Basic Theorems Regarding Ideals in a Linear Space 1

Basic Theorems Regarding Ideals in a Linear Space 1

Proposition 1: Let $X$ be a linear space and let $J \subseteq X$ be a linear subspace of $X$. If $u \in X$ is a left (right) modular unit of $J$ then $u$ is a left (right) modular unit of any linear subspace $K$ of $X$ with $J \subseteq K$.
  • Proof: Suppose that $u \in X$ is a left modular unit of $J$. Then $(1 - u)X \subseteq J$. But since $J \subseteq K$ we have that $(1 - u)X \subseteq K$ and so $u \in X$ is a right modular unit of $K$. $\blacksquare$
Proposition 2: Let $X$ be a linear space and let $J \subseteq X$ be a linear subspace of $X$.
a) If $J$ is a proper left ideal of $X$ and $u$ is a right modular unit of $J$ then $u \not \in J$.
b) If $J$ is a proper right ideal of $X$ and $u$ is a left modular unit of $J$ then $u \not \in J$.
  • Proof of a): Suppose instead that $u \in J$. Since $J$ is a left ideal of $X$ we have that $XJ \subseteq J$ and since $u$ is a right modular unit of $J$ we have that $X(1 - u) \subseteq J$. So if $x \in X$ then:
(1)
\begin{align} \quad x = \underbrace{x - xu}_{\in X(1 - u) \subseteq J} + \underbrace{xu}_{\in XJ \subseteq J} \in J \end{align}
  • This shows that $X \subseteq J$ and so $X = J$, contradicting $J$ being proper. $\blacksquare$
  • Proof of b) This is analogous to the proof above. If we suppose that $u \in J$ then since $J$ is a right ideal of $X$ we have that $JX \subseteq j$ and since $u$ is a left modular unit of $J$ we have that $(1 - u)X \subseteq J$, so if $x \in X$ then:
(2)
\begin{align} \quad x = \underbrace{x - ux}_{\in (1 - u)X \subseteq J} + \underbrace{ux}_{\in JX \subseteq J} \in J \end{align}
  • This shows that $X \subseteq J$ and so $X = J$, again contradicting $J$ being proper. $\blacksquare$
Proposition 3: Let $X$ be an algebra and let $u \in X$. Then:
a) $u$ is left quasi-invertible if and only if $X(1 - u) = X$.
b) $u$ is right quasi-invertible if and only if $(1 - u)X = X$.
  • Proof of a) $\Rightarrow$ Suppose that $u$ is left quasi-invertible. Then there exists an element $x \in X$ such that $x \cdot u = 0$, i.e., $x + u - xu = 0$, that is:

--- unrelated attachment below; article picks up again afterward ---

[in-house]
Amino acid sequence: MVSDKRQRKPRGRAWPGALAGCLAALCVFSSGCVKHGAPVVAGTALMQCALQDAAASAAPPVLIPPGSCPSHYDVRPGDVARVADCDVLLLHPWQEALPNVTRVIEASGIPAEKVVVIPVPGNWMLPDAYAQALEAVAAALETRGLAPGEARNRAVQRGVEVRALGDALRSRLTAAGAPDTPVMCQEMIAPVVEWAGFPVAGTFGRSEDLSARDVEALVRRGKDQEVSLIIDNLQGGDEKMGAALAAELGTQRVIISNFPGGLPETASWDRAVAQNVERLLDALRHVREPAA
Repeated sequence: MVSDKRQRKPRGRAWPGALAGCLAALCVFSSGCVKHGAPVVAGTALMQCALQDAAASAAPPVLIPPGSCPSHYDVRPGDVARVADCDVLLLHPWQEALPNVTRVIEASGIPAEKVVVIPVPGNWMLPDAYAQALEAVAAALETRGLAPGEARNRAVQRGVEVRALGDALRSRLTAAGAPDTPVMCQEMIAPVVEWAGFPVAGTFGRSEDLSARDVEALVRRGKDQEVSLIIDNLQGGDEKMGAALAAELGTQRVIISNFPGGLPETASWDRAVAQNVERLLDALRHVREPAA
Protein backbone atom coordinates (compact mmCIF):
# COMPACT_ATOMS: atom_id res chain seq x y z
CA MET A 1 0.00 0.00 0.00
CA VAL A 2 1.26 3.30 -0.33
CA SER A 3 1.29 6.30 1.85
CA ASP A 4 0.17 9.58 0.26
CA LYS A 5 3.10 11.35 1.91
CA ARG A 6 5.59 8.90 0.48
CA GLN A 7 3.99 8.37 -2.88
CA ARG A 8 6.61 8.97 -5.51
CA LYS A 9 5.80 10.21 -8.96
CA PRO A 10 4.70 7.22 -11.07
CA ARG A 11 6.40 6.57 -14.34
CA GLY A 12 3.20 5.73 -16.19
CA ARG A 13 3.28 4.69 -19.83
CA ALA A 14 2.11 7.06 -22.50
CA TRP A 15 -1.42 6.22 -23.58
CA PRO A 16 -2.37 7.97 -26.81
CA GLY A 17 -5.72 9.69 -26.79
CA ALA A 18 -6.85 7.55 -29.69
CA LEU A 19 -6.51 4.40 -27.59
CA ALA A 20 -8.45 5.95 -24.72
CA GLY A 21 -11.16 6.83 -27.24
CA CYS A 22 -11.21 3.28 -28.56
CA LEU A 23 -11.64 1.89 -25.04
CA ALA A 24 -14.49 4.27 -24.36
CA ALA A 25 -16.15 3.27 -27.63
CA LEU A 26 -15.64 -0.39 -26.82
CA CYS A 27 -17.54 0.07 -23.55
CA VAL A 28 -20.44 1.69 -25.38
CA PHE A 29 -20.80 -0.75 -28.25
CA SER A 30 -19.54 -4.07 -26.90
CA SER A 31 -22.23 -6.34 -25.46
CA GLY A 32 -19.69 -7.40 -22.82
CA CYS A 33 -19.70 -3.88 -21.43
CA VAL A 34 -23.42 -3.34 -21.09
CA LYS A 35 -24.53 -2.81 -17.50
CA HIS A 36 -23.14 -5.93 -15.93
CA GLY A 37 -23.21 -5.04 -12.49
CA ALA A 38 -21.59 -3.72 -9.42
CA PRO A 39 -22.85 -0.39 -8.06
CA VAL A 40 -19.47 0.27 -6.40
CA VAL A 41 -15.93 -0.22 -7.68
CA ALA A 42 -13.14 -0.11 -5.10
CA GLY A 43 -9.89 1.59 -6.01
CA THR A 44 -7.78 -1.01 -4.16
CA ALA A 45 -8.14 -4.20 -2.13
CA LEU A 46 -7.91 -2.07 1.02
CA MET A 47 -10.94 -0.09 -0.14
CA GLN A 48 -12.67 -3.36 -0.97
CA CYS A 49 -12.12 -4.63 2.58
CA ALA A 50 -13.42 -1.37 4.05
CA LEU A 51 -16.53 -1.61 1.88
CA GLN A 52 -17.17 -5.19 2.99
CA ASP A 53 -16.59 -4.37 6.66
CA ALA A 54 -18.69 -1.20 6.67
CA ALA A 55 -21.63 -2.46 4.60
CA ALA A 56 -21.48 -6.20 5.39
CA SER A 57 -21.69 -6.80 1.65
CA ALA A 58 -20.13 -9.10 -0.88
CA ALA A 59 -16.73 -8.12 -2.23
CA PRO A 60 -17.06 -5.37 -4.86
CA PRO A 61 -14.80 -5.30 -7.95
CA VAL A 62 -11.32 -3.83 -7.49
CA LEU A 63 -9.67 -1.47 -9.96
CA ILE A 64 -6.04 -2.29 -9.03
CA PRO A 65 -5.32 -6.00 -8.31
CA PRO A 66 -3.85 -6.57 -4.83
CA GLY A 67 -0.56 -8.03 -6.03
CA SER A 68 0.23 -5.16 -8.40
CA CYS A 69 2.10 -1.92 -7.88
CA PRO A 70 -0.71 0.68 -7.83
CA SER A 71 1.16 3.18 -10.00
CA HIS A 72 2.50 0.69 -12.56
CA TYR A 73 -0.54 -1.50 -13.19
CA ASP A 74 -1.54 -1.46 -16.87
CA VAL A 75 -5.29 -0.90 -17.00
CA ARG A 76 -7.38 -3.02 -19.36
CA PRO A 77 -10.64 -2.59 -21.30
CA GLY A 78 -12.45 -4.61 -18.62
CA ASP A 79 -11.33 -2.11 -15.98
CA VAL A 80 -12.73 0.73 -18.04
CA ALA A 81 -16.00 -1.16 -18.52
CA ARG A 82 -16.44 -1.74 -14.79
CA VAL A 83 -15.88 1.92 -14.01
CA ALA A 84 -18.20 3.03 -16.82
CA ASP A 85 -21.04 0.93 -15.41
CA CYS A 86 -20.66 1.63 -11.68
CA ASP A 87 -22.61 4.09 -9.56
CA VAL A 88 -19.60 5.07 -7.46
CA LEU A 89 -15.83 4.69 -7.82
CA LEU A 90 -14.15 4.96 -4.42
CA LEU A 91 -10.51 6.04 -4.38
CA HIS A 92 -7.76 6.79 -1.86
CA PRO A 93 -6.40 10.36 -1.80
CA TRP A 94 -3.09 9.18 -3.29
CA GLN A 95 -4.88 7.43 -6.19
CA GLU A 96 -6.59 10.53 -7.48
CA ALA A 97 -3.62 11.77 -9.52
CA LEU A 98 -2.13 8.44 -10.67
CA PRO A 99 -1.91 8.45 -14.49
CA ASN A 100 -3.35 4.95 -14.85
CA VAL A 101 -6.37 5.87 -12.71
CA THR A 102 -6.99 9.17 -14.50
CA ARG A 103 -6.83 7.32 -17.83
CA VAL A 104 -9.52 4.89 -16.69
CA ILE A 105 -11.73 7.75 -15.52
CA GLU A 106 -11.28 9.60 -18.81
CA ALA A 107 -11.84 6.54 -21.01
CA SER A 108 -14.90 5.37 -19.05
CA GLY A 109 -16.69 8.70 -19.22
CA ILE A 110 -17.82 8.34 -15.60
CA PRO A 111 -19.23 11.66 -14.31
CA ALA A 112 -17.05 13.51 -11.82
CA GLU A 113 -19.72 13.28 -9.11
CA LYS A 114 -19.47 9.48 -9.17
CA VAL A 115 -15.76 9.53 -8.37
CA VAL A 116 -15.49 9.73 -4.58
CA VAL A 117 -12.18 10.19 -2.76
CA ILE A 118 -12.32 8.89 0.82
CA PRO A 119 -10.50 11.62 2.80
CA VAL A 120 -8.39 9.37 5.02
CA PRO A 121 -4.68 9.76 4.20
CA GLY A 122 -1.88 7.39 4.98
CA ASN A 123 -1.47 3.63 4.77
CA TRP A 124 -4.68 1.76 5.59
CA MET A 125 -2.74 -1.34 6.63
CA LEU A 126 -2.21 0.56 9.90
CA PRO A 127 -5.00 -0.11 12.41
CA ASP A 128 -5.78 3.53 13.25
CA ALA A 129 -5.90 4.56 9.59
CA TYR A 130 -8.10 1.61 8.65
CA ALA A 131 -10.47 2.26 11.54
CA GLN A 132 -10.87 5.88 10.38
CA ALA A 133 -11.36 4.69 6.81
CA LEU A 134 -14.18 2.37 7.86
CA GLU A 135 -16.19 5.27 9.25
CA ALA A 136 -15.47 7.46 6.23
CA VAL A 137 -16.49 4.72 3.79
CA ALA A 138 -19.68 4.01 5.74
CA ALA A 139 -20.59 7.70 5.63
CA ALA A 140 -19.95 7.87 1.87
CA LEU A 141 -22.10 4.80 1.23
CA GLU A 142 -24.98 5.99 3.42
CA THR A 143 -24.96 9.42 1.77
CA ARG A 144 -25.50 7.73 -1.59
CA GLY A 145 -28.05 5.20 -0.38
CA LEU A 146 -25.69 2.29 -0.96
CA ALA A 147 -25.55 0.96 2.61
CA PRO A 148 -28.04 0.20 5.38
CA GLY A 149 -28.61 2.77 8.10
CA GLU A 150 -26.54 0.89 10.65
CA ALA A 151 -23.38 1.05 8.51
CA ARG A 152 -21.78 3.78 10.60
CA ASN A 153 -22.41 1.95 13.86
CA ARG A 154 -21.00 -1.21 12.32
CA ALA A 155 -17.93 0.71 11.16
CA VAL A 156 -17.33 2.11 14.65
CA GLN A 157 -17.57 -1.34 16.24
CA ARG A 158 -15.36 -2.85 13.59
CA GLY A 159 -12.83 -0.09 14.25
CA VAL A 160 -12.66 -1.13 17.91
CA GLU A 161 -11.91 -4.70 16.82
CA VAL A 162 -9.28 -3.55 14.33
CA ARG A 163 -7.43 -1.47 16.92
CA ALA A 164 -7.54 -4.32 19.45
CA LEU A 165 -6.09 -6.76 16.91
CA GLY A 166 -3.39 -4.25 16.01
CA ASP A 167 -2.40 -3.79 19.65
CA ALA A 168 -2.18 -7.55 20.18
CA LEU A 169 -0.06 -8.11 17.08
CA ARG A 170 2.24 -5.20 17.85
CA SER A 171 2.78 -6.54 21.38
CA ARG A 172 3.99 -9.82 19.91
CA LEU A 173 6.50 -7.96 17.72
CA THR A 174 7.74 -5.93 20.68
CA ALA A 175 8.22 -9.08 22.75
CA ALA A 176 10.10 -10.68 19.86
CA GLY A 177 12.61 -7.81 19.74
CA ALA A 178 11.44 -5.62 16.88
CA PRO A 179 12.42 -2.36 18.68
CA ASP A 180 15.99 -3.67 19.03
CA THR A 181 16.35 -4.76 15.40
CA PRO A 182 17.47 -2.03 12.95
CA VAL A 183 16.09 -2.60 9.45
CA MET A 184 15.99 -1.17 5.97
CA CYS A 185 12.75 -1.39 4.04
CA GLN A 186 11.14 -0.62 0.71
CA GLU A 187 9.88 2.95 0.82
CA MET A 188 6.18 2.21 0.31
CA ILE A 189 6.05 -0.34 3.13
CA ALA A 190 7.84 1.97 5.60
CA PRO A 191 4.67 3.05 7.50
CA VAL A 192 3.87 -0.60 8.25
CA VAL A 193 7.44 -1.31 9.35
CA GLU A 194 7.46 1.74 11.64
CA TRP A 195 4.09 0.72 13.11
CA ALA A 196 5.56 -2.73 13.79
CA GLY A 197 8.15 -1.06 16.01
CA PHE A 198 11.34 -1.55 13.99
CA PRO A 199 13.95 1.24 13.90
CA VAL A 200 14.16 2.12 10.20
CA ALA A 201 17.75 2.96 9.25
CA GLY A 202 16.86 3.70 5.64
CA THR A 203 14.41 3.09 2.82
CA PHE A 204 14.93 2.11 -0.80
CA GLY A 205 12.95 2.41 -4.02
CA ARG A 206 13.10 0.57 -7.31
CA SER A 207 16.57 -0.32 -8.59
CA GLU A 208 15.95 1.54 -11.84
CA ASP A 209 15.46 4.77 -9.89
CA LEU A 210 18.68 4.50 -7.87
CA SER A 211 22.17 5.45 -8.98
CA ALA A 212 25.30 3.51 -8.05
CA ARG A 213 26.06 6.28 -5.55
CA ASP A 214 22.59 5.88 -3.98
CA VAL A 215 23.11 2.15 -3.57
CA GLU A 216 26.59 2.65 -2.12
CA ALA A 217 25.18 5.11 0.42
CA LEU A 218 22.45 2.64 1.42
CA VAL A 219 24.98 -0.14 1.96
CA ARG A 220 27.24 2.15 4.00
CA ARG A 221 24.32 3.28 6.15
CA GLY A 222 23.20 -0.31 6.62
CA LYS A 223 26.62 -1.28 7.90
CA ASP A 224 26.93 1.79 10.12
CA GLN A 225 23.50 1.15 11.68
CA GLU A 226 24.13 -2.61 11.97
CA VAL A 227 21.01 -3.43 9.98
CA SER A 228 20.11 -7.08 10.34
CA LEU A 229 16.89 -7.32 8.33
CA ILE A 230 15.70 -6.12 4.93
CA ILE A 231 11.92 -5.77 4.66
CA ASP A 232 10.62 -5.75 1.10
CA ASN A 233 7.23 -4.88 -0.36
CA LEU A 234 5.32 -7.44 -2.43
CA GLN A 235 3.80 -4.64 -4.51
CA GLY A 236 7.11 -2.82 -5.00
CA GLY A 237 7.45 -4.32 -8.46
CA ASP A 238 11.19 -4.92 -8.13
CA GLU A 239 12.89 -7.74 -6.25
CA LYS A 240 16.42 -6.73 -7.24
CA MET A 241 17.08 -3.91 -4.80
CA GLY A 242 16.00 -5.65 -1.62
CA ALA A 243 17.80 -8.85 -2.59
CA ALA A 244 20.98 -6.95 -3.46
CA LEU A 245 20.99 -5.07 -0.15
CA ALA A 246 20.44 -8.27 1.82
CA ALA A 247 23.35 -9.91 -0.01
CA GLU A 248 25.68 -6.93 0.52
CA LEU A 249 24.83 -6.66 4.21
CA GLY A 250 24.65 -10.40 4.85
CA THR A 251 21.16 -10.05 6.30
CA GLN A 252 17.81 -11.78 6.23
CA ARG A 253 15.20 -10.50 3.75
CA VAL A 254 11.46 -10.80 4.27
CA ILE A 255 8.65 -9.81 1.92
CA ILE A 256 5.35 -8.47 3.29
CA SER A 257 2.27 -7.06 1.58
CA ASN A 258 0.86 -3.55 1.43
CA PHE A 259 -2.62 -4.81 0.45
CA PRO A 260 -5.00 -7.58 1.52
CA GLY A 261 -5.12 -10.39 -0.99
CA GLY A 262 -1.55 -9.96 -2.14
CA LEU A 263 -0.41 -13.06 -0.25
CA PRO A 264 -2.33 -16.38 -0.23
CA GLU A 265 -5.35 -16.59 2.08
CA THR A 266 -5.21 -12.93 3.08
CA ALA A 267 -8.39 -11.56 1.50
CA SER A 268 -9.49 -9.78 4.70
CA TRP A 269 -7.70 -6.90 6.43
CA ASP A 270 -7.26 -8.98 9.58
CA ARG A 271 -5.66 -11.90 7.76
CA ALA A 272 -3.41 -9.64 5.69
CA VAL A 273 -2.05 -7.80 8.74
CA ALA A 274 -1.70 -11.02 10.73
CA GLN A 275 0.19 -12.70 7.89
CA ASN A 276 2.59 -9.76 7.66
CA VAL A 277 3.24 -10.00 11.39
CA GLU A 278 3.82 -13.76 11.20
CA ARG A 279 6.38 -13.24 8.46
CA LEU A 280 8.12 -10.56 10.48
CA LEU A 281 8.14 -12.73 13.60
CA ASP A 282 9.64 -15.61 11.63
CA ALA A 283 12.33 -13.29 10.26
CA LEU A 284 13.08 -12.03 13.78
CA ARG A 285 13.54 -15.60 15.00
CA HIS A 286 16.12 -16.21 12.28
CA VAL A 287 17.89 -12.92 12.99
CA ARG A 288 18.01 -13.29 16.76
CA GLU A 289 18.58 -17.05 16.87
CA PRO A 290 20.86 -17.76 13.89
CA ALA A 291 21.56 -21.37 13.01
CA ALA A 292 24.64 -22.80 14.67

(3)
\begin{align} \quad u = -x + xu = \underbrace{(-x)}_{\in X} - \underbrace{(-x)u}_{\in Xu} \in X(1 - u) \quad (*) \end{align}
  • Let $J = X(1 - u)$. Then $J$ is a left ideal of $X$ since clearly $XJ = XX(1-u) = \subseteq J$. Also we have that $X(1 - u) \subseteq J$, and so $u$ is a right modular unit of $J$. But from $(*)$ we have that $u \in J$. So by the contrapositive of proposition 2, $J$ cannot be a proper ideal of $X$ and so $X(1 - u) = X$.
  • $\Leftarrow$ Suppose that $X(1 - u) = X$. Then for $u\ in X$ there exists an $x \in X$ such that $u = x - xu$. So $(-x) + u - (-x)u = 0$, that is, $(-x) \cdot u = 0$. So $-x$ is a left quasi-inverse for $u$, i.e., $u$ is left quasi-invertible. $\blacksquare$
  • Proof of b) $\Rightarrow$ Suppose that $u$ is right quasi-invertible. Then there exists an element $x \in X$ such that $u \cdot x = 0$, i.e., $u + x - ux = 0$, that is:
(4)
\begin{align} \quad u = (-x) + ux = \underbrace{(-x)}_{\in X} - \underbrace{u(-x)}_{\in uX} \in (1 - u)X \quad (**) \end{align}
  • Let $J = (1 - u)X$. Then $J$ is a right ideal of $X$ since $JX = (1-u)XX \subseteq J$. Also we have that $(1 - u)X \subseteq J$ and so $u$ is a left modular unit of $J$. But from $(**)$ we have that $u \in J$. So by the contrapositive of proposition 2, $J$ cannot be a proper ideal of $X$ and so $(1 - u)X = X$.
  • $\Leftarrow$ Suppose that $(1 - u)X = X$. Then for $u \in X$ there exists an $x \in X$ such that $u = x - ux$. So $u + (-x) - u(-x) = 0$, that is, $u \cdot (-x) = 0$. So $-x$ is a right quasi-inverse for $u$, i.e., $u$ is right quasi-invertible. $\blacksquare$
Proposition 4: Let $X$ be a linear space and let $J \subseteq X$ be a linear subspace. Then:
a) If $J$ is a proper modular left ideal of $X$ then $J$ is contained in some maximal left ideal $K$.
b) If $J$ is a proper modular right ideal of $X$ then $J$ is contained in some maximal right ideal $K$.
  • Proof of a) Let $J$ be a proper modular left ideal of $X$. Then $J$ is a left ideal of $X$ with $J \neq X$ and there exists a right modular unit $u$ of $J$, i.e., $X(1 - u) \subseteq J$.
  • Let:
(5)
\begin{align} \quad \mathcal F = \left \{ K : K \: \mathrm{is \: a \: proper \: left \: ideal \: of \:} X \: \mathrm{and} \: J \subseteq K \right \} \end{align}
  • By proposition 1, since $u$ is a right modular unit of $J$ we have that $u$ is a right modular unit of $K$ for every $K \in \mathcal F$ and so by proposition 2, $u \not \in K$ for every $K \in \mathcal F$.
  • Let $\mathcal F$ be partially ordered by inclusion and let $\mathcal C \subseteq \mathcal F$ be a chain in $\mathcal F$. Let $U = \bigcup_{K \in \mathcal C} K$. Since $\mathcal C$ is a chain ordered by inclusion we see that $U$ is a subspace and is itself a proper left ideal of $X$ such that $u \not \in U$. It is clearly an upper bound for $\mathcal C$.
  • So by Zorn's Lemma, $\mathcal F$ must have a maximal element, i.e., $J$ is contained in some maximal left ideal. $\blacksquare$
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